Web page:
The Palestinian Authority (PA) is seeking emergency sessions of the Arab League and the Organisation of Islamic Cooperation (OIC) amid worries of growing ties between Israel and Arab and Muslim states.
Israel has recently actively pursued rapprochement with a number of countries in the region and in Muslim-majority parts of Africa, including a surprise visit to Oman in October by Israeli Prime Minister Binyamin Netanyahu.
The visit was followed by high-profile tour by senior Israeli ministers to the UAE and Oman, while this week Bahrain invited Israel's economy minister to a conference in the country, due to take place next year.
In the latest indication of warming ties, Chad President Idriss Deby visited Israel on Sunday and met with Netanyahu, while the Israeli prime minister expected to make a return visit soon.
The Muslim-majority country cut-off ties with Israel in 1972 and Deby's visit was the first ever by a Chadian president.
"There will be additional visits to Arab countries soon," Netanyahu was quoted as saying during talks with Deby.
The Palestinian leadership is closely monitoring Israel's growing ties with Arab and Muslim states, an adviser to President Mahmoud Abbas said, stressing that warming relations with Israel violate past resolutions made at Arab League and OIC summits.
"There are a number of Arab and Islamic resolutions and declarations stating explicitly that there will be no process of normalization with Israel without a resolution of the Palestinian issue based on the Arab Peace Initiative and decisions of the international community," Nabil Shaath told Haaretz.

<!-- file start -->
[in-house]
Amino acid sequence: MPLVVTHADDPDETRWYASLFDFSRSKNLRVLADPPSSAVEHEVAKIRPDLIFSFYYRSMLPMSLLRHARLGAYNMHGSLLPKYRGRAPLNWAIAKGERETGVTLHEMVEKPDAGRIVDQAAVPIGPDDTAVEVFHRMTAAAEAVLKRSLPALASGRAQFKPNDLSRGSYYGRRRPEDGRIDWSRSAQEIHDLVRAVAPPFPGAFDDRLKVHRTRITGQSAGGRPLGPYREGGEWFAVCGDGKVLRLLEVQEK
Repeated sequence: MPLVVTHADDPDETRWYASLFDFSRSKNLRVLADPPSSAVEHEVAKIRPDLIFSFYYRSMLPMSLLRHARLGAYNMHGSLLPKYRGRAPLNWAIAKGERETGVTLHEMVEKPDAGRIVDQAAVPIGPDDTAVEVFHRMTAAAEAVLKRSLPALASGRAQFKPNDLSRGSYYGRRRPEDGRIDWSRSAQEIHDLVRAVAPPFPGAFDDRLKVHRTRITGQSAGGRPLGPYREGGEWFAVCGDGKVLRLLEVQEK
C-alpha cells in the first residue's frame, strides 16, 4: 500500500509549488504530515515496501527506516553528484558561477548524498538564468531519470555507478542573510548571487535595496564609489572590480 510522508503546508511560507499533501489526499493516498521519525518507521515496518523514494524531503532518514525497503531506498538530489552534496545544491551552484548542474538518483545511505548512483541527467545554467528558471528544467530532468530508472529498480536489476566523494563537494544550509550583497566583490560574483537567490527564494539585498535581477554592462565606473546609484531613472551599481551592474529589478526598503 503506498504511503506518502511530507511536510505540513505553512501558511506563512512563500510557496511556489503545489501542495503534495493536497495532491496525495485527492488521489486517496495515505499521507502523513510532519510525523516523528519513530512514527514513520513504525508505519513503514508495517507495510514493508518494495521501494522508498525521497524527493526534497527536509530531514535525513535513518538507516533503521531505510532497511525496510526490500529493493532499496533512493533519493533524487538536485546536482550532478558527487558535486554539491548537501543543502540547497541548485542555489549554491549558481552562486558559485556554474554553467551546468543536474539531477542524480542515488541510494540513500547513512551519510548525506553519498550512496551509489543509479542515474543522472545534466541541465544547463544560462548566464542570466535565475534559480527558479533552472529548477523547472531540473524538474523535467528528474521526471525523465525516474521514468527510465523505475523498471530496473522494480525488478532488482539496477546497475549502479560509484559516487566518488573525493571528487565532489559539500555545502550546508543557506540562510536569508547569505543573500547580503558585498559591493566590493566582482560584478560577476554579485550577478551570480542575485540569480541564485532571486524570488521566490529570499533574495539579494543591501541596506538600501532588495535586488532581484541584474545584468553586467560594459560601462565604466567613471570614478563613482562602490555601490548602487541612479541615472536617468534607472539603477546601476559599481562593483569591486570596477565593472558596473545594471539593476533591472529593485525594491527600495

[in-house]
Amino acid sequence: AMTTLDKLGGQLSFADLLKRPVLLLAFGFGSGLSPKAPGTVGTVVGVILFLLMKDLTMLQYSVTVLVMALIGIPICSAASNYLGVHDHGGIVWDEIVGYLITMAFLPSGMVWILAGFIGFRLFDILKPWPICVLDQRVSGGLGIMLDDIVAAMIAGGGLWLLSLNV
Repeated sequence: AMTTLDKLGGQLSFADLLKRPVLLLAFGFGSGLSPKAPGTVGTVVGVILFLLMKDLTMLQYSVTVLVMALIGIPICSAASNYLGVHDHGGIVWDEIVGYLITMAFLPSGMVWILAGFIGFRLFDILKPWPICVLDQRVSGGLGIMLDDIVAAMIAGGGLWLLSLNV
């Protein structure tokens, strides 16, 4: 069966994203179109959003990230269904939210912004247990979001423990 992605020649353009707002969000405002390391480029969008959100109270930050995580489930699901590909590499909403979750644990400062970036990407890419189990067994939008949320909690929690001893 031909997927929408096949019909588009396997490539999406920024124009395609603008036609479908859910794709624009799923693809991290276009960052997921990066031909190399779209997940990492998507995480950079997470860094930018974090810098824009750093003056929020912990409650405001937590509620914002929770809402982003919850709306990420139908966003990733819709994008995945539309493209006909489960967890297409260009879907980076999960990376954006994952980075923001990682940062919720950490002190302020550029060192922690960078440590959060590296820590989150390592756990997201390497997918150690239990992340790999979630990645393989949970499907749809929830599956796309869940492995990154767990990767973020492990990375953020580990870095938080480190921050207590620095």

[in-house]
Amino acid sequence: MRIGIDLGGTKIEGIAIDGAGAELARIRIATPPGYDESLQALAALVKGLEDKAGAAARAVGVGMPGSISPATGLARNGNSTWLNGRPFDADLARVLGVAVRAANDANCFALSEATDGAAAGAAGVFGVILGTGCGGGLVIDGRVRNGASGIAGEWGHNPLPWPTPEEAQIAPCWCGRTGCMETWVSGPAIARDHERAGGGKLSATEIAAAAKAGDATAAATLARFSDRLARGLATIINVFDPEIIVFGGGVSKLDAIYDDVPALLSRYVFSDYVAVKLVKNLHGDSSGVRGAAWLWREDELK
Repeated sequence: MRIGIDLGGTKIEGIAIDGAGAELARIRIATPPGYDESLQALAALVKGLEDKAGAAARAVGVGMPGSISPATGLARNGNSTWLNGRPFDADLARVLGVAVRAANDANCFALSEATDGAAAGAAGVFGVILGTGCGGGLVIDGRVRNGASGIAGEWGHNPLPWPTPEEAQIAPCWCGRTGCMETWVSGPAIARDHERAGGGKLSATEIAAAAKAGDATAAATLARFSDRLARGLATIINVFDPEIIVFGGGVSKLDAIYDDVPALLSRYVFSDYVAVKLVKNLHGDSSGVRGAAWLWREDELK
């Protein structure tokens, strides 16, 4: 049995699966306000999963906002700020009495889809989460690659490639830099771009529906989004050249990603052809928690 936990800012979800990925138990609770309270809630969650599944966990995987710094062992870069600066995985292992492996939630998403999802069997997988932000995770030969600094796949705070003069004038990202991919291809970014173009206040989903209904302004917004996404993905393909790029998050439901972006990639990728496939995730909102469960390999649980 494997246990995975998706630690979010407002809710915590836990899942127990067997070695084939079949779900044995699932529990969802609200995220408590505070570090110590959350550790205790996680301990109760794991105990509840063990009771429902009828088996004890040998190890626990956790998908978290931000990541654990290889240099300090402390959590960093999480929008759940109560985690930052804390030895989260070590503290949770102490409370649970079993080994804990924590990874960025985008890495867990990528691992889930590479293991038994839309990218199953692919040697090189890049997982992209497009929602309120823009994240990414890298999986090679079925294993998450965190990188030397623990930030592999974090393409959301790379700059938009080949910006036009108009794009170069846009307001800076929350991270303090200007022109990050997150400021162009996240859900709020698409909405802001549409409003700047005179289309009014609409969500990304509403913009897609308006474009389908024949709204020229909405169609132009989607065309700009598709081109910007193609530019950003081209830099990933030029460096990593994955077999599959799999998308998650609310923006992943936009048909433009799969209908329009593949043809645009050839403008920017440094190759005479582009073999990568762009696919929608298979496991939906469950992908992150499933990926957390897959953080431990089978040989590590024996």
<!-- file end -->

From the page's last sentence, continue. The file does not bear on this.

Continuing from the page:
The recent high-profile establishment of warmer ties between Israel and Arab states is "worrisome", Shaath said, adding that there was a need to clarify the "Arab and Islamic" positions on Israel.
Shaath said preliminary contacts have been made to convene an emergency meeting of Arab foreign ministers, but most efforts to bring together Arab League members have focused on intra-Palestinian political reconciliation.
He said that Israel and the US are "exploiting" the division between Fatah and Hamas to draw closer to Arab and Islamic countries.
Mustafa Barghouti, head of the Palestinian National Initiative and a senior PLO official, said that Arab and Islamic governments should be punishing Israel instead of rewarding it, urging "widespread diplomatic activity", Haaretz reported.
Israel's Arab ties
Frozen peace efforts and Israel's five-decade military occupation of the Palestinian territories have been major obstacles in Israel's attempts to win official recognition from Arab and Muslim countries.
Israel currently has full diplomatic relations with only two Arab states - Egypt and Jordan.
Gulf states have held clandestine talks with Israel for decades, going back to at least the early 1980s.
Arab leaders have not, however, historically publicised talks over fears of a public backlash over the Palestinian-Israeli conflict.
Broader policy alignment, primarily on the need to contain Iran, have emboldened both sides to now make those talks public, sparking Palestinian fears of public "normalisation".
The 2002 Arab Peace Initiative affirmed Arab states would restore diplomatic ties with Israel in exchange for a peace settlement creating a Palestinian state that returned all land occupied or annexed in and since the 1967 war.
This article has been adapted from its original source.
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